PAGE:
Panama is renowned for its riptides. No matter how refreshing the water looks, analyze conditions, stay out of choppy water, or head to a beach known for calm water.
Without further adieu, here are our picks for the best beaches in Panama:
Beaches in Panama Province
Punta Chame Beach
Punta Chame is a long, stretched out, semi-deserted beach with soft sand and a beautiful mountain backdrop across the Bahía de Chame in central Panama. Because of the nearly constant wind, it is a first rate beach for kite surfing, though more relaxing activities can surely be had like bird watching and walking the expansive beach checking out the views of Panama City’s skyscrapers and the islands of Otoque and Taboga in the distance. If you do want to try your hand at kite surfing, there is a school on the beach that caters to both beginners and more advanced students. The windsurfing/kite surfing season runs from mid-November to the end of April.
To arrive at the punta (point) you exit the Inter-American Highway and drive 25 km down a long, thin peninsula passing shrimp farms and mangroves. It’s only an hour and a half drive from Panama City (70 km west). While it is a popular spot for adrenaline-junkies who visit the Nitro City adventure sports hotel, there are few amenities (only a few hotels and residences) so it’s not overcrowded or obnoxious. It’s simply a great spot to get away from the hustle and bustle of the city. Be advised, however, that the waves are great for kite surfing but can sometimes be rough for swimming, and there are times when there are stingrays in the water, so watch out for the signs and shuffle your feet!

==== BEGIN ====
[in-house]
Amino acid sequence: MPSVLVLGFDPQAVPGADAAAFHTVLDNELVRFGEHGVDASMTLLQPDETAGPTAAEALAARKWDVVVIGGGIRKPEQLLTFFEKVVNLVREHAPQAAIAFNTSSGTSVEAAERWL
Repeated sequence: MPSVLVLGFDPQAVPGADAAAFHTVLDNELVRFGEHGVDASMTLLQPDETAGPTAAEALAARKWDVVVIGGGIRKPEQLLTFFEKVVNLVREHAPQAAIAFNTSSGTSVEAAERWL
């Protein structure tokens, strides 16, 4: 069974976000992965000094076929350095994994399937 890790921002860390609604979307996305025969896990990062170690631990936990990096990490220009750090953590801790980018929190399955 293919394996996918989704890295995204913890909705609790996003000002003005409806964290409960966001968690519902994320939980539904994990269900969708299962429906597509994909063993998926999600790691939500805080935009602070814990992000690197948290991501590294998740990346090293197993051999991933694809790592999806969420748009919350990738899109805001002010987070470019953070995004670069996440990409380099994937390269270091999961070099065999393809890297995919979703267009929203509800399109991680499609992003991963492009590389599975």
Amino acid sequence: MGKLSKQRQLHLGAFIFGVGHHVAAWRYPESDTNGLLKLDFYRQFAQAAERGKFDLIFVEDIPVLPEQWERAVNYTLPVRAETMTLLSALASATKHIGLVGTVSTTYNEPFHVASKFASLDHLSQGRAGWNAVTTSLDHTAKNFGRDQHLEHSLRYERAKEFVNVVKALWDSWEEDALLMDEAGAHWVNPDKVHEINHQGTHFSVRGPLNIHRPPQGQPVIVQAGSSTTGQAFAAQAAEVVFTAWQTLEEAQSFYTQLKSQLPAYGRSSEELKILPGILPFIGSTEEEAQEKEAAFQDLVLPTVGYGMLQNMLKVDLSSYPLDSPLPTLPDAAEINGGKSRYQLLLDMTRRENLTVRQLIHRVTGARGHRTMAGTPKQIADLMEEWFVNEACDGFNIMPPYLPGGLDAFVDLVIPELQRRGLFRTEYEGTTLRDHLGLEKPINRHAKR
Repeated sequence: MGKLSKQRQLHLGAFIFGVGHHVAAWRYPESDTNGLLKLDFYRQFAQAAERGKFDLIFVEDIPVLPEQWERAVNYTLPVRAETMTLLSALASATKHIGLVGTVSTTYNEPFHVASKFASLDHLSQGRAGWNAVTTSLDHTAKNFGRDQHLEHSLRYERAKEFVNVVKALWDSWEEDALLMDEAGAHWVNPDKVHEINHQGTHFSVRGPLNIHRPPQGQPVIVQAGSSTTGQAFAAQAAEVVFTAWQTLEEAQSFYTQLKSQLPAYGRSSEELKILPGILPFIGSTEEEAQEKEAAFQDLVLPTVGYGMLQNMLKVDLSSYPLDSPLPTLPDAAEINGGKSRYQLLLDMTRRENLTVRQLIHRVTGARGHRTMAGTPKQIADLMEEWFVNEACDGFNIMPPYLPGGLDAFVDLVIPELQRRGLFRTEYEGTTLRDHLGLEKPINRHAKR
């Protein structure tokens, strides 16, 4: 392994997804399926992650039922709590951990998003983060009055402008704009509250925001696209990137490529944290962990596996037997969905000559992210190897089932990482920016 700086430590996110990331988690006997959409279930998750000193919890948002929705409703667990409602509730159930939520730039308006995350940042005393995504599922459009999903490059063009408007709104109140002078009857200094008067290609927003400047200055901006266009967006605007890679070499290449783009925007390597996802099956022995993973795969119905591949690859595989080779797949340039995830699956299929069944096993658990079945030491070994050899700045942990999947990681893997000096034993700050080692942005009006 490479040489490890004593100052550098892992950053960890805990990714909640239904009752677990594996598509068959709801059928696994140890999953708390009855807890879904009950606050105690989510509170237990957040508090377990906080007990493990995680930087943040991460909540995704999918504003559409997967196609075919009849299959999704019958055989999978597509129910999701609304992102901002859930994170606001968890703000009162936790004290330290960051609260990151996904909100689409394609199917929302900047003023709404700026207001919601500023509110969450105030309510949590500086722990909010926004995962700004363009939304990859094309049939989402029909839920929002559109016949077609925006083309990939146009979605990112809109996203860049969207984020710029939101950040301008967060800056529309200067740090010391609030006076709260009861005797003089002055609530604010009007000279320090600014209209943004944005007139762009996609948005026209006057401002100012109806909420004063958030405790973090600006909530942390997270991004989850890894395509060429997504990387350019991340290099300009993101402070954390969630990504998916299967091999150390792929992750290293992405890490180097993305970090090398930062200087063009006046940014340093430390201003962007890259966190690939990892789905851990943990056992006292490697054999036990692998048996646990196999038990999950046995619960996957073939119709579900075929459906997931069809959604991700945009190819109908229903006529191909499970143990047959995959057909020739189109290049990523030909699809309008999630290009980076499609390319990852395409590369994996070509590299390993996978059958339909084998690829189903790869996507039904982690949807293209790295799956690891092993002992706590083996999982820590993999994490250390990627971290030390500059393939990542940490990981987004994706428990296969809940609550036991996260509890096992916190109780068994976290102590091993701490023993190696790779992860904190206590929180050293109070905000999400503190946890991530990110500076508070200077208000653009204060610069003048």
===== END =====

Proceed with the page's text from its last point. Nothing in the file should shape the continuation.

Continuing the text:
There are only a few services in Punta Chame. Along the beach there are a couple hotels with restaurants. The nicest restaurant in town is the lovely Casa Amarilla. It’s a charming French restaurant that you definitely shouldn’t miss (it has great vegetarian options, too!). You can pick up ice and beer and other convenience store items at the chino in Punta Chame, but for a bank, ATM, and basic grocery stores you have to stop in the town of Chame, located along the Inter-American Highway.
Just west of the turnoff for Punta Chame along the Inter-American Highway are located a string of other lovely beaches: Playa Coronado and Playa Farallón, both beach resort destinations, Playa El Palmar, a surfing beach, and the laid back white-sand beach of Playa Santa Clara.
Santa Clara Beach
Santa Clara is located along the Pacific coast in Central Panama, just off the Inter-American Highway 108 km east of Panama City and only 13 km past Coronado. Santa Clara’s calm waters make it great for swimming, and it has soft sand that is nice for lounging. The beach is nice and long, perfect for running or walking. Though it’s not very crowded during the week, it’s a popular local spot on the weekends and holidays.
There are a few hotels and restaurants located right on the beach. For a more rustic experience you can rent out a hammock or rancho for a few bucks a night, or pitch your own tent along the shore. If you want to go the other way and really splurge, you’ll find popular all-inclusive resorts nearby, which boast water sports, beach activities, fine dining and nightly entertainment.